Reece v. Smith

594 S.E.2d 654 | Ga. Ct. App. | 2004

594 S.E.2d 654 (2004)
265 Ga. App. 497

REECE et al.
SMITH et al.

No. A03A1744.

Court of Appeals of Georgia.

January 23, 2004.
Reconsideration denied February 11, 2004.

*655 Cauthorn & Nohr, Thomas E. Cauthorn III, Melissa M. Nohr, Marietta, for Appellants.

Harry B. White, Thomas N. Brunt, Santhia L. Curtis, Cartersville, for Appellees.

*656 ANDREWS, Presiding Judge.

Jerry and Vicki Reece, who own a tract of undeveloped land bordering on a public road in Bartow County, sued for declaratory and injunctive relief after George Smith, an adjacent landowner, asserted the right to an easement across their land to the road. After a bench trial, the Reeces appeal from the trial court's order finding that Smith, Elihue Curtis, and Barbara and Richard Harris,[1] as owners of adjacent tracts of land separated from the road by the Reece property, have an easement across the Reece property for the purpose of accessing the public road.

For the reasons which follow, we conclude: (1) that the trial court correctly found the tracts owned by Smith and Curtis were landlocked and acquired the easement by implication of law for the necessity of providing reasonable access from the public road to the two tracts, and (2) that the trial court erred by ruling that the Harris tract, which was not landlocked, had the right to use the easement across the Reece property acquired by the Smith and Curtis tracts.

At common law, where a grantor conveyed land without providing means of egress and ingress, and the situation of the land was such as made it otherwise inaccessible, there was an implication that he had unintentionally omitted to convey a means of access. This necessary implication entitled the land-locked grantee to a way out to whatever public or private road furnished access to the premises, in the laying out of which way due regard would be taken to the interest and convenience of the grantor. This rule is based upon the principle that when one grants a thing, he is deemed also to grant that within his ownership without which the grant itself will be of no effect. The rule as applied to private ways remains applicable in this State, and is embodied in [OCGA § 44-9-1], which provides, as one of the four methods of acquiring a "right of private way over another's land," that it "may arise by implication of law when [the] right is necessary to the enjoyment of lands granted by the same owner." [Cits.] Such a way, necessary for the use and enjoyment of granted land enclosed by other land of the grantor, is an implied easement, which runs with the granted land, and passes not only to the immediate but subsequent grantees. [Cits.]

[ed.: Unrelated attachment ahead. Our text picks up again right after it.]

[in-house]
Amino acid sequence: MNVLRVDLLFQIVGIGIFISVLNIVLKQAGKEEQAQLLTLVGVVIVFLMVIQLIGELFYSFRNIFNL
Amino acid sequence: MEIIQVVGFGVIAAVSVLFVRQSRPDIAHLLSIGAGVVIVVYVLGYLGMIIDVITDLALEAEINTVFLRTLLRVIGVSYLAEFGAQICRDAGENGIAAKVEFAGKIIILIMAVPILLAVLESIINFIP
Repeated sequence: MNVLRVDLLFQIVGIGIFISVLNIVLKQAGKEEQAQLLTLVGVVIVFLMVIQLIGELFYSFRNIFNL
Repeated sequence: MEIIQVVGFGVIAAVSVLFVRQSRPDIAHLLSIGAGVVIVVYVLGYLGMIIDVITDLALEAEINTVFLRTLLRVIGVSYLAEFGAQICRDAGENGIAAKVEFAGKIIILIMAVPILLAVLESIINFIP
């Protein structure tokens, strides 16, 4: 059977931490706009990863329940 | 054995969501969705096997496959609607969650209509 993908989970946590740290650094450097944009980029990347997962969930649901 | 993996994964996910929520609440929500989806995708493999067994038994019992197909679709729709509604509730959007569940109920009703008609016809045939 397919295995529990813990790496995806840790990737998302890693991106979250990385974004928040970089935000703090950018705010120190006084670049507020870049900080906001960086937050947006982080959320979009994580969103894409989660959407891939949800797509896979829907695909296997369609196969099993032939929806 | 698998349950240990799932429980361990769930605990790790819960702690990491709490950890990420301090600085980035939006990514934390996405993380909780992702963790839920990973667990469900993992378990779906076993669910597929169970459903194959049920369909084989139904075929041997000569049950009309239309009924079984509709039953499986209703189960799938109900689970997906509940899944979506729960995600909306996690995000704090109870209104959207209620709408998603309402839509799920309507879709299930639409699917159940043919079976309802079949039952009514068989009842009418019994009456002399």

Calhoun v. Ozburn, 186 Ga. 569, 571, 198 S.E. 706 (1938). Even though a bona fide purchaser from the grantor without actual knowledge or constructive notice of the easement would take title free of the easement, and a purchaser may assume there is no easement except as shown of record or by visible evidence on the land itself, a purchaser is charged with notice of the easement where inspection of the land would have revealed physical facts sufficient to excite inquiry. Burk v. Tyrrell, 212 Ga. 239, 243, 91 S.E.2d 744 (1956).

We apply these principles to the facts of the case. All of the tracts at issue were part of a larger undivided tract of land owned in the late 1800s by Archibald Miller, which tract was bounded on the north by Rock Fence Road, a public road. In 1873, Mr. Miller deeded the entire tract to his daughters, Jane Terry and Harriet Miller, who in 1896 deeded the southern part of the tract to the Georgia Bauxite & Mining Company, and retained ownership of the northern part of the tract bordering on the road. There was evidence that the southern portion of the property acquired by Georgia Bauxite was landlocked without access to a public road, and that, in order to haul ore from the property in its mining business, Georgia Bauxite asserted an easement in its favor which became known as the "old mining road," which ran in a northerly direction across the property owned by Terry and Miller to Rock Fence Road. In 1925, Georgia Bauxite sold its property to Curtis's grandfather, who used the existing old mining road for access to conduct orchard and farming operations on the property until the late 1950s. In 1984, the Curtis family partitioned the tract, a portion being deeded to Elihue Curtis and the remaining portion deeded to Oteel Curtis Higginbotham, who subsequently deeded title to Smith in 1999. The partition and the deed from Higginbotham to *657 Smith made reference to the property having an easement running northward along the old mining road to Rock Fence Road. The suit at issue was prompted when Smith started construction of a house on his property and made improvements to the old mining road to use as access to his property.

As to the northern portion of the original tract bordering Rock Fence Road, Terry and Miller divided this property in 1901, with Miller taking sole title to the northernmost part bordering on Rock Fence Road, and Terry taking sole ownership of the remaining southern part. Title to Miller's part bordering on Rock Fence Road was eventually obtained by the Reeces, and Terry's part was eventually deeded to the Harrises. It is undisputed by the Harrises that the portion of the original tract now owned by them had other access to a public road, and, therefore, unlike the Smith and Curtis tracts, was not landlocked for purposes of establishing an implied access easement.